Here are 5 ways to develop some serious strength with swimming-
1. Break your swimming workouts up into focusing on different parts of the body.
An easy way to increase the resistance on your muscles is to split your swimming into different parts. What I mean by this is you can divide your swim workouts into some pulling-only upper body training and on the other spectrum of things some kicking-only lower body training.
By splitting up your swimming workouts in will require certain muscle groups to exert more power and effort in order to keep you moving at a decent speed, ultimately increasing strength and muscle in those areas.
Try to incorporate some kicking and pulling into each of your swim workouts, this will also give you time to focus on specific technical aspects of your swimming strokes without having to worry about the rest of your body.
Try using some swimming equipment such as kickboards, pull buoys and paddles to spice things up.
2. Swim with a drag suit.
Swimming with a drag suit is probably one of the easiest ways to increase your total resistance in the water. When you swim with a drag suit is will naturally increase the amount of resistance you have to swim against.
And as we know by now, when the resistance gets increased it increases the intensity on our body and muscles and allows us to become stronger and better swimmers.
3. Try swimming with a resistance parachute.
Similar to a drag suit, you can also use a resistance parachute to increase the resistance while swimming. However, in my opinion, a resistance parachute is going to increase resistance and intensity much more than any drag suit will ever be able to do.
I wouldn’t recommend swimming an entire workout with a resistance parachute since it would be really quite hard and uncomfortable. (Props to you if you can do it).
I would, however, recommend doing some short sprints- for example, 10x25s maxed out with a resistance parachute will really get your muscles working.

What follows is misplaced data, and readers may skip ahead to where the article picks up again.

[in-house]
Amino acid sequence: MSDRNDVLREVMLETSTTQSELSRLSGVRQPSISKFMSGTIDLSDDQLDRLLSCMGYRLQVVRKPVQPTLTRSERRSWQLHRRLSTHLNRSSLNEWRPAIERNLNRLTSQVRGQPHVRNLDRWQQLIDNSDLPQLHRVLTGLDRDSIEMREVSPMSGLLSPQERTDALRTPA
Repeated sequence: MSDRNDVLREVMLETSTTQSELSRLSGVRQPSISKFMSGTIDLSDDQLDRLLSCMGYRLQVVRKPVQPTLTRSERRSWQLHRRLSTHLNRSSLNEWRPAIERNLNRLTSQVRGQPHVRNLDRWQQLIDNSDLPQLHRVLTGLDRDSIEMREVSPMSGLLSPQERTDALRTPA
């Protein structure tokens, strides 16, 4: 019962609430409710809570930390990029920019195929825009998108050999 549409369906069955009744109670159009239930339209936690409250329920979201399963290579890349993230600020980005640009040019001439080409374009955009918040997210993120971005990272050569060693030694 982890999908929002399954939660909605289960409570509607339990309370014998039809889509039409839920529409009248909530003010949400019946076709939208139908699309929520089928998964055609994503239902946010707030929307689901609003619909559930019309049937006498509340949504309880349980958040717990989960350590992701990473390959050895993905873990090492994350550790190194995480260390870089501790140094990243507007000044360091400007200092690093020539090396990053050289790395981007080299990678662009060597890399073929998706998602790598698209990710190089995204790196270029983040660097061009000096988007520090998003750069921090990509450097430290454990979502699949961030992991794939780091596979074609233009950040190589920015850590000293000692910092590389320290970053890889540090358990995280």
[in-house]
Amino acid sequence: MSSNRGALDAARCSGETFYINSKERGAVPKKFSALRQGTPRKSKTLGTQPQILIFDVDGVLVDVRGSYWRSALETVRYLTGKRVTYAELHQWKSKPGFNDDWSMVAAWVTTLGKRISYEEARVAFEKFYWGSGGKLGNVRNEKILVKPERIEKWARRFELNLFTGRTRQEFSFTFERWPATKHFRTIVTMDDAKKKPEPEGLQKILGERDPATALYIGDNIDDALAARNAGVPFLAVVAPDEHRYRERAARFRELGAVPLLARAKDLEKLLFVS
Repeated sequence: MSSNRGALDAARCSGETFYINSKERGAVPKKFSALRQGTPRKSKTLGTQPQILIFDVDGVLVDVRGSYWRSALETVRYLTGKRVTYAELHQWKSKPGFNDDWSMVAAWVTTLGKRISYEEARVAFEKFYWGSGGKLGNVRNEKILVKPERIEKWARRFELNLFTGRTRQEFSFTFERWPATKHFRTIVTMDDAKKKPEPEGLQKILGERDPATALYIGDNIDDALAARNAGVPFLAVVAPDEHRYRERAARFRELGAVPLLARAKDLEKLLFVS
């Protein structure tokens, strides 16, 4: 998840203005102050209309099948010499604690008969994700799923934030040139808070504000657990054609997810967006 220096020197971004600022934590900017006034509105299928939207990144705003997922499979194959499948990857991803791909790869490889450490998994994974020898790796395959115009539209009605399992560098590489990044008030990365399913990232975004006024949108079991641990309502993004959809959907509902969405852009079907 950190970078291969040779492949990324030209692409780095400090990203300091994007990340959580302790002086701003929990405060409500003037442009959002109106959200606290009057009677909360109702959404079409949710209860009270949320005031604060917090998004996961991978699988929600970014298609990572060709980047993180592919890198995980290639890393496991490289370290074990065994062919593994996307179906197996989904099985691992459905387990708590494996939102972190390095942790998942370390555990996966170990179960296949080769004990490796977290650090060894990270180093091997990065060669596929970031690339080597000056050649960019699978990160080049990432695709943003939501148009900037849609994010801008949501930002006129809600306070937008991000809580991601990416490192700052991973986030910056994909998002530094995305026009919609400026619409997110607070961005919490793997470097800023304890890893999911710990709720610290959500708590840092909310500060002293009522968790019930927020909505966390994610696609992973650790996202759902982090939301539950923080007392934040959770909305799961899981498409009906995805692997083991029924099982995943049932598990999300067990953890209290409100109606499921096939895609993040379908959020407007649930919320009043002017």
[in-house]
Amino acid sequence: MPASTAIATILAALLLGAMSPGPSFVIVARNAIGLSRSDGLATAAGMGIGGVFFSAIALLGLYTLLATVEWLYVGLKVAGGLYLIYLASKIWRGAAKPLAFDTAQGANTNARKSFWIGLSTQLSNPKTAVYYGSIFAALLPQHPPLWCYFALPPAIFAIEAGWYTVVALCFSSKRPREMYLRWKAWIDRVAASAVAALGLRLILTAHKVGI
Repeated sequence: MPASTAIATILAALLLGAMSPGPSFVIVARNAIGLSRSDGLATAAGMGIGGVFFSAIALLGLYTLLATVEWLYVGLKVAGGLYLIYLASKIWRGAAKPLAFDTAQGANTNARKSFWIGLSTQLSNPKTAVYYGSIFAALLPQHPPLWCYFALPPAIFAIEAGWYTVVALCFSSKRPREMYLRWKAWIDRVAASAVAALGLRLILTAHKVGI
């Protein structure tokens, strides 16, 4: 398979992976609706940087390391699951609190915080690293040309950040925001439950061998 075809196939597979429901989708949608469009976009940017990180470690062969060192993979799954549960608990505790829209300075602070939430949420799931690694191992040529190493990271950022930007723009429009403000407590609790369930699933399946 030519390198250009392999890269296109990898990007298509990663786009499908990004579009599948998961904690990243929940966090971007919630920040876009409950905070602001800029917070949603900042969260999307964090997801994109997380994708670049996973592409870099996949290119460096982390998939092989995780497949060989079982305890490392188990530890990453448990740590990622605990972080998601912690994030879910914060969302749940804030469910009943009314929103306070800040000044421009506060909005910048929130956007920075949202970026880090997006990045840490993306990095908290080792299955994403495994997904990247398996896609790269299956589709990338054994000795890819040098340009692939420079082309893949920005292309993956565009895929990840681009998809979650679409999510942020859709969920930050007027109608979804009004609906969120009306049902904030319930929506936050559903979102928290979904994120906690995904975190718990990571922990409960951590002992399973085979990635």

4. Use resistance bands in your swim training
Swimming with a resistance band tied to your waist on the one end and onto the diving block on the other is another great way of increasing resistance in the pool while swimming. Like the resistance parachute, it also wouldn’t be realistic to swim an entire workout with a resistance band tied to you.
You could, however, also try to do a couple of 25s where you try to swim from the diving block to the other side of the pool. Chances are you probably won’t be able to get to the other side of the pool on your first try since the resistance would be too much for you to swim against.
But as you get stronger and progress you will eventually be able to swim to the other side of the pool with the band tied to you. Once you accomplish this you can increase the resistance by using stronger bands in order to keep progressing.
5. Swim with weighted pulleys
My final suggestion for developing some awesome strength by only swimming is to use weighted pulleys if you have them available. I know this one probably isn’t going to be very realistic for most people since not many pools have these pieces of equipment.
If you are, however, lucky enough to have access to weighted swim pulleys then I highly recommend you use it to your advantage. Do some weighted sprints or even a bit of distance with the pulley and increase the weight as your strength improves.
3 ways to progress your cardio training even further by swimming.
Just like with strength the strength aspects of swimming, your cardio training is also going to have to continually increase in difficulty in order for you to keep making progress and avoid plateauing.
Although, it is much harder to plateau in terms of cardiovascular fitness with swimming since it is mostly cardio-focused. It is still, however, possible and you should still be focusing on increasing intensity in order to maintain optimal physical progress in the pool.
1. Increase the total distance for each swim workout